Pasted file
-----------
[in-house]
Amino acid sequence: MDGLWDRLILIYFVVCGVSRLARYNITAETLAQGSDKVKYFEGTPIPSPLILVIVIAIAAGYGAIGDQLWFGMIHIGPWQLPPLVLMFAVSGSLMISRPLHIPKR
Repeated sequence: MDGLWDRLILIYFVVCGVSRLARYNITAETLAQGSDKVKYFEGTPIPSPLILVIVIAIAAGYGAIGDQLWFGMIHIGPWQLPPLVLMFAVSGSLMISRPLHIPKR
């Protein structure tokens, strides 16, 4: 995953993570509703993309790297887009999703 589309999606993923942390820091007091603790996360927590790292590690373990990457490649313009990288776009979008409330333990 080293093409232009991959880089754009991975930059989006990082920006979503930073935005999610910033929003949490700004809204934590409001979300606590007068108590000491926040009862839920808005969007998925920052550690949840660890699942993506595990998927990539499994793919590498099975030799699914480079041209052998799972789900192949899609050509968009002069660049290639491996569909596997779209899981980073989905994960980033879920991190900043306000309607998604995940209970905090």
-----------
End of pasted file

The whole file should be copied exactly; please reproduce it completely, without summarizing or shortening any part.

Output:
[in-house]
Amino acid sequence: MDGLWDRLILIYFVVCGVSRLARYNITAETLAQGSDKVKYFEGTPIPSPLILVIVIAIAAGYGAIGDQLWFGMIHIGPWQLPPLVLMFAVSGSLMISRPLHIPKR
Repeated sequence: MDGLWDRLILIYFVVCGVSRLARYNITAETLAQGSDKVKYFEGTPIPSPLILVIVIAIAAGYGAIGDQLWFGMIHIGPWQLPPLVLMFAVSGSLMISRPLHIPKR
């Protein structure tokens, strides 16, 4: 995953993570509703993309790297887009999703 589309999606993923942390820091007091603790996360927590790292590690373990990457490649313009990288776009979008409330333990 080293093409232009991959880089754009991975930059989006990082920006979503930073935005999610910033929003949490700004809204934590409001979300606590007068108590000491926040009862839920808005969007998925920052550690949840660890699942993506595990998927990539499994793919590498099975030799699914480079041209052998799972789900192949899609050509968009002069660049290639491996569909596997779209899981980073989905994960980033879920991190900043306000309607998604995940209970905090």